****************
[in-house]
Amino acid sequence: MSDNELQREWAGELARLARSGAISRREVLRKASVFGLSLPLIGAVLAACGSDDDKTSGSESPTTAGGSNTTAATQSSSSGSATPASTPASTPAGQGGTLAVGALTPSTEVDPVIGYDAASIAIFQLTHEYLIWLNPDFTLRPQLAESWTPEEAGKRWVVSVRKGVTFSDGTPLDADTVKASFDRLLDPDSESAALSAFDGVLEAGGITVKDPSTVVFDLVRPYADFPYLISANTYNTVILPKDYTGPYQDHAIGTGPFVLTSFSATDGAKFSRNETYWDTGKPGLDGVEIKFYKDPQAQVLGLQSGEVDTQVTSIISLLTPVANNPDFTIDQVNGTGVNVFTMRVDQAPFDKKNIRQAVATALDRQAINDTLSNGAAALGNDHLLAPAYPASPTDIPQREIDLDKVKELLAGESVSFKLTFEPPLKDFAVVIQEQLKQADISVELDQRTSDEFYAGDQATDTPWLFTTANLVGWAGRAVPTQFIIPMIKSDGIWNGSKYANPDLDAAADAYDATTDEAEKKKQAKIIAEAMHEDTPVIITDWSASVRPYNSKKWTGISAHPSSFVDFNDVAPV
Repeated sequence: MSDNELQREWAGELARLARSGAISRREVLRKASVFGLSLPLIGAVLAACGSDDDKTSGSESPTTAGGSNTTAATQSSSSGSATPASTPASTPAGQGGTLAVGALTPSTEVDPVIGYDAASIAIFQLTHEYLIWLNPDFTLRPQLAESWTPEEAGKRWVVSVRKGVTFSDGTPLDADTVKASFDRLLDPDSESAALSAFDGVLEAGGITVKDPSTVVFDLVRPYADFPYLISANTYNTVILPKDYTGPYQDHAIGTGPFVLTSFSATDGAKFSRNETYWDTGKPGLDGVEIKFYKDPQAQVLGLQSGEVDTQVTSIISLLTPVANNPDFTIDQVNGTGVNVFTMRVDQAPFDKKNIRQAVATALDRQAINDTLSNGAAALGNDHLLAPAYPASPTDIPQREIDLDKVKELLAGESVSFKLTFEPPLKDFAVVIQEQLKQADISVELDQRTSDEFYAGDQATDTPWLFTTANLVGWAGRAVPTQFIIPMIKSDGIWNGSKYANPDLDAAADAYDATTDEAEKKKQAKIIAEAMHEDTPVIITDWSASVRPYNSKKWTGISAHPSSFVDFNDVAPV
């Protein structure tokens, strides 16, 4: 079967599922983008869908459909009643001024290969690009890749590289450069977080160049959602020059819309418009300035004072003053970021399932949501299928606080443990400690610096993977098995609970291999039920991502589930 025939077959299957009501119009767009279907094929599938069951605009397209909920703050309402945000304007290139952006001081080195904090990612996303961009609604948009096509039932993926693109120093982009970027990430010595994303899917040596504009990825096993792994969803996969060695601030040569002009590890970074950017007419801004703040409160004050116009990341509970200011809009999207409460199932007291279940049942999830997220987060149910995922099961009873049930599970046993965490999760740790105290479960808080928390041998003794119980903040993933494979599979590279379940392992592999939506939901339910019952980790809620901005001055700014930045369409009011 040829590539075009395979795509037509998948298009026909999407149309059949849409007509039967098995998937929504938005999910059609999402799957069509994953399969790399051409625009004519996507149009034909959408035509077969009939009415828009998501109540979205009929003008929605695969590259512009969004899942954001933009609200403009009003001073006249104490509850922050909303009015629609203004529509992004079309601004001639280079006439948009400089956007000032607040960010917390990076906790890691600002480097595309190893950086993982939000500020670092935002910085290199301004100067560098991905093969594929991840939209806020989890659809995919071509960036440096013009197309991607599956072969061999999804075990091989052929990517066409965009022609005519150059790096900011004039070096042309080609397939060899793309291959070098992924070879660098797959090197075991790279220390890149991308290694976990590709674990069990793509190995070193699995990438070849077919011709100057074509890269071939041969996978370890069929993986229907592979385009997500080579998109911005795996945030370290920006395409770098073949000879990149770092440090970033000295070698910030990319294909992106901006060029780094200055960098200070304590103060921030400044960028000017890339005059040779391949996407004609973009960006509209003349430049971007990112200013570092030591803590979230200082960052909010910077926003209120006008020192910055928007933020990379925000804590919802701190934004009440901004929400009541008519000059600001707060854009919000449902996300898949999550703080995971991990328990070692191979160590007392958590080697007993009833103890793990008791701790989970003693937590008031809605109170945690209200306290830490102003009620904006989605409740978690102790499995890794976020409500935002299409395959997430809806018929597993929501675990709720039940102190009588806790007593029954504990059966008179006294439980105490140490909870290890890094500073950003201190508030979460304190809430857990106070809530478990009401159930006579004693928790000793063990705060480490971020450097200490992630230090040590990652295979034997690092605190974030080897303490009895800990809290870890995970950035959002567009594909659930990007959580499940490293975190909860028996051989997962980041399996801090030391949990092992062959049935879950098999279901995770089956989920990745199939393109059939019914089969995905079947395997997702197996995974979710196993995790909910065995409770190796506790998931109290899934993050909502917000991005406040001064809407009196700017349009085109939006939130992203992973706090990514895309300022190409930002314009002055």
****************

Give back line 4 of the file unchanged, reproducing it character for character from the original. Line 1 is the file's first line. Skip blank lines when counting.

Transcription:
């Protein structure tokens, strides 16, 4: 079967599922983008869908459909009643001024290969690009890749590289450069977080160049959602020059819309418009300035004072003053970021399932949501299928606080443990400690610096993977098995609970291999039920991502589930 025939077959299957009501119009767009279907094929599938069951605009397209909920703050309402945000304007290139952006001081080195904090990612996303961009609604948009096509039932993926693109120093982009970027990430010595994303899917040596504009990825096993792994969803996969060695601030040569002009590890970074950017007419801004703040409160004050116009990341509970200011809009999207409460199932007291279940049942999830997220987060149910995922099961009873049930599970046993965490999760740790105290479960808080928390041998003794119980903040993933494979599979590279379940392992592999939506939901339910019952980790809620901005001055700014930045369409009011 040829590539075009395979795509037509998948298009026909999407149309059949849409007509039967098995998937929504938005999910059609999402799957069509994953399969790399051409625009004519996507149009034909959408035509077969009939009415828009998501109540979205009929003008929605695969590259512009969004899942954001933009609200403009009003001073006249104490509850922050909303009015629609203004529509992004079309601004001639280079006439948009400089956007000032607040960010917390990076906790890691600002480097595309190893950086993982939000500020670092935002910085290199301004100067560098991905093969594929991840939209806020989890659809995919071509960036440096013009197309991607599956072969061999999804075990091989052929990517066409965009022609005519150059790096900011004039070096042309080609397939060899793309291959070098992924070879660098797959090197075991790279220390890149991308290694976990590709674990069990793509190995070193699995990438070849077919011709100057074509890269071939041969996978370890069929993986229907592979385009997500080579998109911005795996945030370290920006395409770098073949000879990149770092440090970033000295070698910030990319294909992106901006060029780094200055960098200070304590103060921030400044960028000017890339005059040779391949996407004609973009960006509209003349430049971007990112200013570092030591803590979230200082960052909010910077926003209120006008020192910055928007933020990379925000804590919802701190934004009440901004929400009541008519000059600001707060854009919000449902996300898949999550703080995971991990328990070692191979160590007392958590080697007993009833103890793990008791701790989970003693937590008031809605109170945690209200306290830490102003009620904006989605409740978690102790499995890794976020409500935002299409395959997430809806018929597993929501675990709720039940102190009588806790007593029954504990059966008179006294439980105490140490909870290890890094500073950003201190508030979460304190809430857990106070809530478990009401159930006579004693928790000793063990705060480490971020450097200490992630230090040590990652295979034997690092605190974030080897303490009895800990809290870890995970950035959002567009594909659930990007959580499940490293975190909860028996051989997962980041399996801090030391949990092992062959049935879950098999279901995770089956989920990745199939393109059939019914089969995905079947395997997702197996995974979710196993995790909910065995409770190796506790998931109290899934993050909502917000991005406040001064809407009196700017349009085109939006939130992203992973706090990514895309300022190409930002314009002055």